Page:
Creative Commons invites you to participate in these open business model activities:

  1. Join us in designing, developing, and iterating a set of interactive Creative Commons open business model tools that anyone can use to design an open business model.
  2. Use these open business model tools yourself to generate your own open business model(s).
  3. Share the results of your participation including the open business models you generate.
  4. Provide feedback and recommendations for improving the Creative Commons open business model tools and process.
  5. Partner directly with Creative Commons on developing an open business model for your specific initiative.
  6. Participate in a Creative Commons workshop on generating open business models.
  7. Contribute to a Creative Commons open business models report.

See our Creative Commons Open Business Models Participation Activities document for further details on each of these activities, including specifics for participation, and links to the tools.

We’re excited about doing this work with all of you and growing the commons through open business models.

5 thoughts on “Open Business Models – Call For Participation”

  1. The Netherlands Blender Institute is doing business with CC-BY animation film and training since 2007. We’re very well known for pioneering with making a living selling CC media and using free/open source software exclusively. Based on my experience I have to make a couple of remarks though.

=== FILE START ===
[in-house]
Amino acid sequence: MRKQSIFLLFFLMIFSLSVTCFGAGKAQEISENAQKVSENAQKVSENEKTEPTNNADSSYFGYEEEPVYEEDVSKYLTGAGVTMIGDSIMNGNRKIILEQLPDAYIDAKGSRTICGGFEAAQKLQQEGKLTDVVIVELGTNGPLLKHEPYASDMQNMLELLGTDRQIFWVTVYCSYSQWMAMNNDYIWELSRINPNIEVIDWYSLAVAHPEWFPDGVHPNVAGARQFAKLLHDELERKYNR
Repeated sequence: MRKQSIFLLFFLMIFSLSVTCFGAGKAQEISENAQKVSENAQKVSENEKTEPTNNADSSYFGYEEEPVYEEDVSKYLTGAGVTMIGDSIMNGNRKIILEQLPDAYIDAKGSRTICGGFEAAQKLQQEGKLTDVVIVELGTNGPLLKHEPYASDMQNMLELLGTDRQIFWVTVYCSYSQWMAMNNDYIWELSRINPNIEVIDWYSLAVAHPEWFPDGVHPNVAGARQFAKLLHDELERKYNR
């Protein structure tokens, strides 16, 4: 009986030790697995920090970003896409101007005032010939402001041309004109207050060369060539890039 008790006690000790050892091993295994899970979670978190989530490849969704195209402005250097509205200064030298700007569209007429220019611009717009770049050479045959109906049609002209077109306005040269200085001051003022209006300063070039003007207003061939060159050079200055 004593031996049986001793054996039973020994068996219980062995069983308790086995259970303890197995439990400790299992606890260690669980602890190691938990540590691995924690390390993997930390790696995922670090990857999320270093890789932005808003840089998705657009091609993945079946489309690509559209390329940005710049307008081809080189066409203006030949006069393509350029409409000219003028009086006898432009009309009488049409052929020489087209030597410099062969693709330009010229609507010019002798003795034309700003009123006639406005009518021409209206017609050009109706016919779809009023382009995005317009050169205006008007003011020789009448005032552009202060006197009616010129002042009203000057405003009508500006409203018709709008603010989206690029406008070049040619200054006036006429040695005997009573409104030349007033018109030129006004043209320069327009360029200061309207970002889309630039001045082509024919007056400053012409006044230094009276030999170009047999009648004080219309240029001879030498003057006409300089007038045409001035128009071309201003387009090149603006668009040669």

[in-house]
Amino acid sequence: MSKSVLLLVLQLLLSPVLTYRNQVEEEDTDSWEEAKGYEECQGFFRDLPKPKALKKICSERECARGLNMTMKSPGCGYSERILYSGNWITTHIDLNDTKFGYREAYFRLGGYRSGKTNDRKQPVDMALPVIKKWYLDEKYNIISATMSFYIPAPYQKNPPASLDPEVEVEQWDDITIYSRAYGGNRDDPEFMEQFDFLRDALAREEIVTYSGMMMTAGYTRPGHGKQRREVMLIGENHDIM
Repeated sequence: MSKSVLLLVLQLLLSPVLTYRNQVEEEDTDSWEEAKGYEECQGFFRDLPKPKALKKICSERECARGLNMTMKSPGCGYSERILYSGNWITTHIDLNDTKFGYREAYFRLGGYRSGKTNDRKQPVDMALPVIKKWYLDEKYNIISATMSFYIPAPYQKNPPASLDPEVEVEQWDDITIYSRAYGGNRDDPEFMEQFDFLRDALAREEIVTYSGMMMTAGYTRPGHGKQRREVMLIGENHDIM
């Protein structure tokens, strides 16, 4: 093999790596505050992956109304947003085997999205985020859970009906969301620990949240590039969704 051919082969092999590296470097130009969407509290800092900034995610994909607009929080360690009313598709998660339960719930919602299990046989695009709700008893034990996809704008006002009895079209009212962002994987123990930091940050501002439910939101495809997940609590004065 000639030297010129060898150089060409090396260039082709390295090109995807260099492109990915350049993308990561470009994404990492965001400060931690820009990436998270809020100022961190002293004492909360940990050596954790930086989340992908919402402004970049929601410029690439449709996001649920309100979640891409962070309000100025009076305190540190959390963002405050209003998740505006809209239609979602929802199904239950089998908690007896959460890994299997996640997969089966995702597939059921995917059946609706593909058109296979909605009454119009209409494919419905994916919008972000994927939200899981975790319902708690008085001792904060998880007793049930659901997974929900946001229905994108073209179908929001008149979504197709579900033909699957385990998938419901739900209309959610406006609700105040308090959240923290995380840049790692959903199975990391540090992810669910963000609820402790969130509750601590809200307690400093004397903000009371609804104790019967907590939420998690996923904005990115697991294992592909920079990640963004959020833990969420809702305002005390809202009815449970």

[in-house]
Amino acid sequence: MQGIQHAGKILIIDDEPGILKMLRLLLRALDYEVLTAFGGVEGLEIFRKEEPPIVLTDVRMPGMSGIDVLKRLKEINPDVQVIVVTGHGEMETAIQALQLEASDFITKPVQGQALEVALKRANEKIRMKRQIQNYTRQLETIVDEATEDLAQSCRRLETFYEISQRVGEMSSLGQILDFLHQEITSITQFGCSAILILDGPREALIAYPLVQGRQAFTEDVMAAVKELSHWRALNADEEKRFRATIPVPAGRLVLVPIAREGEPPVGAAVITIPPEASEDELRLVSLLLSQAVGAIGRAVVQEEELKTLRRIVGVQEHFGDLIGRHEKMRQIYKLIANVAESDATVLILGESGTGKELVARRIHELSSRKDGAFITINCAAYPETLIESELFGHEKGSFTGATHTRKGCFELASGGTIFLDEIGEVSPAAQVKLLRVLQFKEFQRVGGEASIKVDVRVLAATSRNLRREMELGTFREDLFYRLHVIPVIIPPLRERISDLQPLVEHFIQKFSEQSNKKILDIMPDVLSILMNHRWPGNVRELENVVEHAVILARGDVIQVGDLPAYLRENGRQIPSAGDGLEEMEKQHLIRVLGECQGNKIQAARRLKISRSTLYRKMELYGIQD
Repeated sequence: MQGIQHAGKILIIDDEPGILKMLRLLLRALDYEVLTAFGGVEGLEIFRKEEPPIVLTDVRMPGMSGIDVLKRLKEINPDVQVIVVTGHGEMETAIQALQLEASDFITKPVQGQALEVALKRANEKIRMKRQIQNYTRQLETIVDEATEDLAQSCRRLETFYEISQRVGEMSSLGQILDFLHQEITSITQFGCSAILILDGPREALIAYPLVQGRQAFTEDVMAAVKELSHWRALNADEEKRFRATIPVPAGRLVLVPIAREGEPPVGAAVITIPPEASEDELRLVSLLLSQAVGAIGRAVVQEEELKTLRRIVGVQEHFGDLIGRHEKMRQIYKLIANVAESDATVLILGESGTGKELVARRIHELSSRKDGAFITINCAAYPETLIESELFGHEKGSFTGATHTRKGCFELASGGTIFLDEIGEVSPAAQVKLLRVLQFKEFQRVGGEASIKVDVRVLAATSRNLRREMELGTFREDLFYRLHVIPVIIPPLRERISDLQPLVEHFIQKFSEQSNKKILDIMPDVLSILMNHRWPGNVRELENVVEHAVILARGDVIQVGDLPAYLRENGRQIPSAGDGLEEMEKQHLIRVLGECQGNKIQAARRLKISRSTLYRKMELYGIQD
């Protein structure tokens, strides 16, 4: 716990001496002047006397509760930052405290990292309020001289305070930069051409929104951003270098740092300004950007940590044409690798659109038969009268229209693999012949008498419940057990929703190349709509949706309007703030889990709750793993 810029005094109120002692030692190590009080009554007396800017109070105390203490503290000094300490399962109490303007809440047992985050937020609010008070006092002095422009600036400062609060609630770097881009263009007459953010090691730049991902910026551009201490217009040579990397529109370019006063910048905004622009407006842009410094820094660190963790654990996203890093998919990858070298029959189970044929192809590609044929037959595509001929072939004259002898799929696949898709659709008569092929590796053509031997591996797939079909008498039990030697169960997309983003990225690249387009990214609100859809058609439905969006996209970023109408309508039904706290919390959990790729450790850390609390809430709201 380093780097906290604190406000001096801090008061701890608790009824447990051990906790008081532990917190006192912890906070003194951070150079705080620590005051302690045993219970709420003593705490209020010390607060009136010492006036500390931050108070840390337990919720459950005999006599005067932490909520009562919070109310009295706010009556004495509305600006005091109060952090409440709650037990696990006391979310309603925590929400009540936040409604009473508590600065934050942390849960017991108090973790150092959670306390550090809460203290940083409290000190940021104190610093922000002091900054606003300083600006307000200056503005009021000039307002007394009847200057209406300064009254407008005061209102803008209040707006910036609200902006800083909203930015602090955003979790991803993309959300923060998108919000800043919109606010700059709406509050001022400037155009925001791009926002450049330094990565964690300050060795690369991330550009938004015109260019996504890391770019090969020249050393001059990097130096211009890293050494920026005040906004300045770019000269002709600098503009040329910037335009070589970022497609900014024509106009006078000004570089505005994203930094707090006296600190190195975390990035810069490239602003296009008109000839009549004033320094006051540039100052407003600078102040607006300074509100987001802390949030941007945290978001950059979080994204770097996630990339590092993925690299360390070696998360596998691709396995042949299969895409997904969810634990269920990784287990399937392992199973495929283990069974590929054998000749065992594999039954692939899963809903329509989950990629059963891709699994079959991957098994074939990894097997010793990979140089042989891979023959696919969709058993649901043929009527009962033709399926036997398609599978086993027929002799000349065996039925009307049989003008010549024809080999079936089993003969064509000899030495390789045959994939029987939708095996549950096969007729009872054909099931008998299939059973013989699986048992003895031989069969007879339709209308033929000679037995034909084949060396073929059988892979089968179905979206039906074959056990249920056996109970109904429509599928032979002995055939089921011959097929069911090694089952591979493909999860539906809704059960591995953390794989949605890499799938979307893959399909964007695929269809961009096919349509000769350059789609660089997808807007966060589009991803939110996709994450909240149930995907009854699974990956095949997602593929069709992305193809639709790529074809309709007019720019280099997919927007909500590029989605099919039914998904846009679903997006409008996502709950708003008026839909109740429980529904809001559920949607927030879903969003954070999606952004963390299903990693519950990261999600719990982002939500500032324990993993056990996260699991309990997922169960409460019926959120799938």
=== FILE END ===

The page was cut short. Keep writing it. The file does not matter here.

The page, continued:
For me a definition of ‘open business model’ implies that a business is transparent and accessible for clients and customers – open about how costs work, how internal processes work, including sharing the revenue figures etc. This is even a new trend now. It’s the counter movement to answer to the financial crisis – and one of the positive outcomes of the “occupy” movement.

    Calling “Making a living by selling your work under CC” an Open Business Model is just confusing people and potentially misleading. People who do business with free/open source software also don’t call their work “open business”. I even know corporations (Autodesk) who share training under CC-ND-NC, a license a sane person wouldn’t call “open business model” nor would I consider Autodesk to be interested in sharing and openess at all.